“They say places you knew as a child always seem smaller than your memory of them. It's not true!” - Miriam
Again, I guess this is an unusual choice for Shocktober – but this film made a huge impression on me when I first saw it.
It was Christmas/New Year around the time I was ten or eleven. The film was shown on TV in a late night slot and for some reason, my horror movie hating parents allowed me to stay up to watch it, despite the TV announcer gravely warning that the film started with a very gristly scene. (I could only guess what the word “gristly” meant at that age – and my guess was soon proved right.
Overall the film has two scenes that terrified the hell out of me. I can still remember how frightened I was when I saw it, despite the fact that the film might well seem relatively tame by today’s standards. I remember clearly NOT wanting to see what happened when a decapitated head rolled down a spiral staircase, but I had to. I NEEDED to see what was happening, as much as I needed to know that “everything worked out all right at the end” for the sake of my own sanity and peace of mind. And for me to get to that point of mental tranquillity, I had to endure the horrors that would unfurl between the titles (after the gristly opening scene) and the credits. But man, this film played on my mind for months afterwards – literally months.
Eventually, within about eighteen months, I’d see all manner of freakish cinematic creations from the hallowed grounds of Universal Studios and the house of Hammer – but this psychological thriller on my first viewing back when I was a child, shook me more than anything else I had seen up to that point and beyond. I guess you never forget your first.
So, essentially what we have here is a good slice of American gothic. Set in a plantation house, filmed in atmospheric monochrome with a solid cast and Bette Davis’s character going steadily crazier at the top of the bill. Perfection.
The film starts off with a lengthy pre title sequence, starting in 1927, with a meeting between the plantation owner, Hollis played by Victor Buono and a nervous and twitchy young man , John (Bruce Dern).
John is having an affair with Hollis’s young daughter Charlotte and they plan to elope at a party to be held at the Hollis mansion the following day. An added problem in the scenario is that John is already married to a lady named Jewel, who has already been to see Hollis about the affair. Hollis demands that the elopement be called off. John reluctantly agrees and at the night of the party tells his young lover that he won’t be leaving with her. Angry, she says she could kill him.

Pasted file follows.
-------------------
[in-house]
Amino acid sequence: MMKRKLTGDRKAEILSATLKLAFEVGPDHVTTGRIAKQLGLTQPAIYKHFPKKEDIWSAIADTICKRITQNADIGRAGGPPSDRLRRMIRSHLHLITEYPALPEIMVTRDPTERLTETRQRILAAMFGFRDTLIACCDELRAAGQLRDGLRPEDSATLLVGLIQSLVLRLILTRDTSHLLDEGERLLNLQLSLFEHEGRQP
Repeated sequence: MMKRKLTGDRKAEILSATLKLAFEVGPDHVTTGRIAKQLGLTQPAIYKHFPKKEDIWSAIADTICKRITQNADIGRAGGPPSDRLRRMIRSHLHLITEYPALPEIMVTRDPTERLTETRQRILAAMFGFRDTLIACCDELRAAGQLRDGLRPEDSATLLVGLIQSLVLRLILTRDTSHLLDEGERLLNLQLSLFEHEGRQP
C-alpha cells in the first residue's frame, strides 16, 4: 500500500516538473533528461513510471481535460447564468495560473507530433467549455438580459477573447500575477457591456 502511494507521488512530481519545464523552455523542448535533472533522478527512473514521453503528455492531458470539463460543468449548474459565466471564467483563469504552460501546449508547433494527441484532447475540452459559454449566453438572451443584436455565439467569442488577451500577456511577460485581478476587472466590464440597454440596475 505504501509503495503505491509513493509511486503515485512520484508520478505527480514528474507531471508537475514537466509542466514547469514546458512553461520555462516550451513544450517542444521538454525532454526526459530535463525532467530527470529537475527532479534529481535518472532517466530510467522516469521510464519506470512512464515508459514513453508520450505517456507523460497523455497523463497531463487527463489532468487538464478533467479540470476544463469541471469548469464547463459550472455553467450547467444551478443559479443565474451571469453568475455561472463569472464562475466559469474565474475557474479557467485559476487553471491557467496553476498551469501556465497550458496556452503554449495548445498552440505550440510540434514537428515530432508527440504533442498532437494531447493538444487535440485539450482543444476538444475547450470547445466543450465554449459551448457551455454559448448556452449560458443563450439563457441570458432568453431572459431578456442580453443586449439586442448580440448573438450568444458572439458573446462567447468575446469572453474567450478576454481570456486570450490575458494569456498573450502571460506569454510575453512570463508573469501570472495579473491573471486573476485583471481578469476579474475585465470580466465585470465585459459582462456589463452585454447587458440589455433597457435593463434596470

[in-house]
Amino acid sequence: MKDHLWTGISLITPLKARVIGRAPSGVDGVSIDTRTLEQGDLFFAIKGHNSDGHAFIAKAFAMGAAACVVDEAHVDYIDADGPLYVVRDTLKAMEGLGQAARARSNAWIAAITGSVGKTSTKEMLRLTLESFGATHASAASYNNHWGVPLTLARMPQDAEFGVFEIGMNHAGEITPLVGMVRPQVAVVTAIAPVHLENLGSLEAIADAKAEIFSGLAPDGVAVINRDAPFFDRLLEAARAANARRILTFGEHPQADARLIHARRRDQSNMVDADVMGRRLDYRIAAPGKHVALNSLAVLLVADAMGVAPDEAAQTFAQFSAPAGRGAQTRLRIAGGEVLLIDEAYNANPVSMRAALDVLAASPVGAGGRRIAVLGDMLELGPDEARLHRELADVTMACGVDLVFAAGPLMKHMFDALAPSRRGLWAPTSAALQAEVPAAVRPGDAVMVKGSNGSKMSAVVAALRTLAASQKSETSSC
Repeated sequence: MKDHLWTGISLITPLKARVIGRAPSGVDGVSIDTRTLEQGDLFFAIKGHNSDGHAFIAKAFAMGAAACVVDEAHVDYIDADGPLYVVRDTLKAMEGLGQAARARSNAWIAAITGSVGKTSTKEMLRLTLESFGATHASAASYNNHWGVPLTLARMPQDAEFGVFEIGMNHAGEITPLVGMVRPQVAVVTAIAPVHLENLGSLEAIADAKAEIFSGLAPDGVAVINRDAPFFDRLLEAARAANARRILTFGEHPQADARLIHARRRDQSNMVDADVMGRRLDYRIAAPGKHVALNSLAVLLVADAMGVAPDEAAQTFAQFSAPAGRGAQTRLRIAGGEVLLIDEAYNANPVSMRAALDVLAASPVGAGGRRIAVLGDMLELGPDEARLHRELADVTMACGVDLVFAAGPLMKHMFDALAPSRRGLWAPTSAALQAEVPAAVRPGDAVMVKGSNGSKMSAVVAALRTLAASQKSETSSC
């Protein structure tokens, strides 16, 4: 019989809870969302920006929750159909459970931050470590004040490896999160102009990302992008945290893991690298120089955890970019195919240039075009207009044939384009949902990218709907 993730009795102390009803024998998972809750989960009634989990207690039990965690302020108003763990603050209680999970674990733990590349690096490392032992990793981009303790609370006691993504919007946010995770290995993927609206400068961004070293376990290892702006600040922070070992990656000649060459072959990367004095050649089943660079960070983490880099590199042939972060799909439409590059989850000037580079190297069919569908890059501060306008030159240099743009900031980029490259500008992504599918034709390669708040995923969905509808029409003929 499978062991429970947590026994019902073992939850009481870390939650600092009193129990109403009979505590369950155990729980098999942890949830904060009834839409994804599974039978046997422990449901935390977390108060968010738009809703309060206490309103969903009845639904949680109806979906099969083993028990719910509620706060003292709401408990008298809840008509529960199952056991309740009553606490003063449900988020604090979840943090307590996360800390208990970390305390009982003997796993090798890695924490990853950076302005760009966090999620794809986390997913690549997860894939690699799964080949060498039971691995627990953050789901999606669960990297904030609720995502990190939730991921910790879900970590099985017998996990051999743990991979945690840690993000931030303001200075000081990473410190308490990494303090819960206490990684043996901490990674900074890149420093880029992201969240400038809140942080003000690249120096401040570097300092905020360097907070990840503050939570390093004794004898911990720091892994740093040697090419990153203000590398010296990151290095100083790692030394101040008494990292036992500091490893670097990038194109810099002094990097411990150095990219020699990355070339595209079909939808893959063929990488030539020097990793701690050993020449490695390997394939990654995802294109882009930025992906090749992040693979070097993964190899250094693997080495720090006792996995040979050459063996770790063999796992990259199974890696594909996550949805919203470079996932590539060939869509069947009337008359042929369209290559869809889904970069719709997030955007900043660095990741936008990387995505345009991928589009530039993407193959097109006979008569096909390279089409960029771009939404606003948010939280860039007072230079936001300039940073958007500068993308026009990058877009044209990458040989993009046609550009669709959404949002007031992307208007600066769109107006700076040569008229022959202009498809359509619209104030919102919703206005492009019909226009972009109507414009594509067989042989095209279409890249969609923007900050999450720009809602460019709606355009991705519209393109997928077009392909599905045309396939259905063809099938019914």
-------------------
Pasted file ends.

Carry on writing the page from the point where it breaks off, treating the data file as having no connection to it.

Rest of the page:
Alone and despondent, he mulls until someone we can’t see approaches him. Obviously someone he recognises. He is butchered with a meat cleaver. His right hand and his head severed in the attack. In the next scene we see Charlotte walk into the crowded ballroom, her dress covered in blood.
We then move on to the (then) present day – 1964, where a much older Charlotte still occupies the mansion, alone but for her maid Velma (Agnes Moorhead) who’s as borderline batcrap crazy as Charlotte herself seems to be.
The locals all believe that Charlotte killed her lover that night, and her father had her sent to London for a while to avoid prosecution. The Highway Commission have tried repeatedly to evict Charlotte from the mansion, wanting to put a road right through the space it occupies, but she has so far ignored all their demands to quit the property. Now, as the bulldozers are ready to demolish the building, she calls for help from a poor cousin who spent her childhood there. This is Miriam (Olivia de Havilland) Charlotte’s only living relative, who immediately comes home to the plantation, reacquainting herself with the local doctor – an ex, who jilted Miriam after the murder.
The tension and the horror mount as Charlotte descends deeper and deeper into madness, convinced she hears a harpsichord at night playing the song John had written for her. She also encounters his severed hand and in one scene that played over and over in my head as a child, John’s severed head rolling down the spiral staircase, coming to rest at Charlotte’s feet while she virtually screams the house down. (Really – what the hell were my parents thinking?) There’s one point where Charlotte actually sees the beheaded corpse stumbling toward her, reaching out with its bloody stump.
As the film continues, we learn, surprisingly that the good doctor and the seemingly saintly Miriam aren’t all they seem to be. Miriam witnessed the betrayed Jewel murdering her husband with a cleaver all those years ago and has been blackmailing her ever since. Now, she’s plotting with the doctor to drive Charlotte insane to get their money on the family fortune. They’ve been using dummy props and drugs to push Charlotte further and further down a dark path, and the only person there to help was the seemingly hysterical and deranged Velma, whom Miriam murders.
Eventually, the confined Charlotte overhears them from her bedroom window and now knows what’s being planned and she realises that she’s been betrayed by those closest to her. As they look up and see her. They realise she knows everything now – just as she pushes a large ornamental stone urn of flowers over the balcony, killing them both.
The authorities show up the following morning, presumably to take Charlotte to an asylum, but she walks out of the house with pride and dignity in front of all the townspeople who’ve come to gawk. In the final scene, she’s handed a written confession from Jewel, confessing to John’s murder. She smiles.
It’s a powerful, affecting drama. Perfectly cast, perfectly played – but for some reason it tends to be overlooked. Seriously, what an introduction to horror I had.
You can click on this link to purchase the movie.
Copyright © 2010 - 2016 Robin Pierce. All Rights reserved.